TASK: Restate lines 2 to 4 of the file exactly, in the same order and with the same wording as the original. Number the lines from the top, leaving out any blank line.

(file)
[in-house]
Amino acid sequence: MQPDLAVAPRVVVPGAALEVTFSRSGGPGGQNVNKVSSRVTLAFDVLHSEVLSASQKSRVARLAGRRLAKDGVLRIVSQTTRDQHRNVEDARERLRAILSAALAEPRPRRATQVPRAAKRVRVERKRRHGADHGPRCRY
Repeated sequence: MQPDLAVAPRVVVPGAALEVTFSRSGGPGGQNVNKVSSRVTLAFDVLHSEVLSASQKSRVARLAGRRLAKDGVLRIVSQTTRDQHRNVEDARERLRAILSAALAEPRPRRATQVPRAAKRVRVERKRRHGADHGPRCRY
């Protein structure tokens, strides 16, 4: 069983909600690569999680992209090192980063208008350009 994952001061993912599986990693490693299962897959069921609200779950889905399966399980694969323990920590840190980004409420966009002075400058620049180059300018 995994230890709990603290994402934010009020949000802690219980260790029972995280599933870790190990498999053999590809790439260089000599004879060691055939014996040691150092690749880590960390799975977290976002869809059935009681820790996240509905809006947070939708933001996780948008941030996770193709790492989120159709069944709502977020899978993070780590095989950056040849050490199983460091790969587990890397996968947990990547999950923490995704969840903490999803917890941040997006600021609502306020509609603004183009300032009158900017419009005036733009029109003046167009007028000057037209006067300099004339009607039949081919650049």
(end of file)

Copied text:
Amino acid sequence: MQPDLAVAPRVVVPGAALEVTFSRSGGPGGQNVNKVSSRVTLAFDVLHSEVLSASQKSRVARLAGRRLAKDGVLRIVSQTTRDQHRNVEDARERLRAILSAALAEPRPRRATQVPRAAKRVRVERKRRHGADHGPRCRY
Repeated sequence: MQPDLAVAPRVVVPGAALEVTFSRSGGPGGQNVNKVSSRVTLAFDVLHSEVLSASQKSRVARLAGRRLAKDGVLRIVSQTTRDQHRNVEDARERLRAILSAALAEPRPRRATQVPRAAKRVRVERKRRHGADHGPRCRY
């Protein structure tokens, strides 16, 4: 069983909600690569999680992209090192980063208008350009 994952001061993912599986990693490693299962897959069921609200779950889905399966399980694969323990920590840190980004409420966009002075400058620049180059300018 995994230890709990603290994402934010009020949000802690219980260790029972995280599933870790190990498999053999590809790439260089000599004879060691055939014996040691150092690749880590960390799975977290976002869809059935009681820790996240509905809006947070939708933001996780948008941030996770193709790492989120159709069944709502977020899978993070780590095989950056040849050490199983460091790969587990890397996968947990990547999950923490995704969840903490999803917890941040997006600021609502306020509609603004183009300032009158900017419009005036733009029109003046167009007028000057037209006067300099004339009607039949081919650049």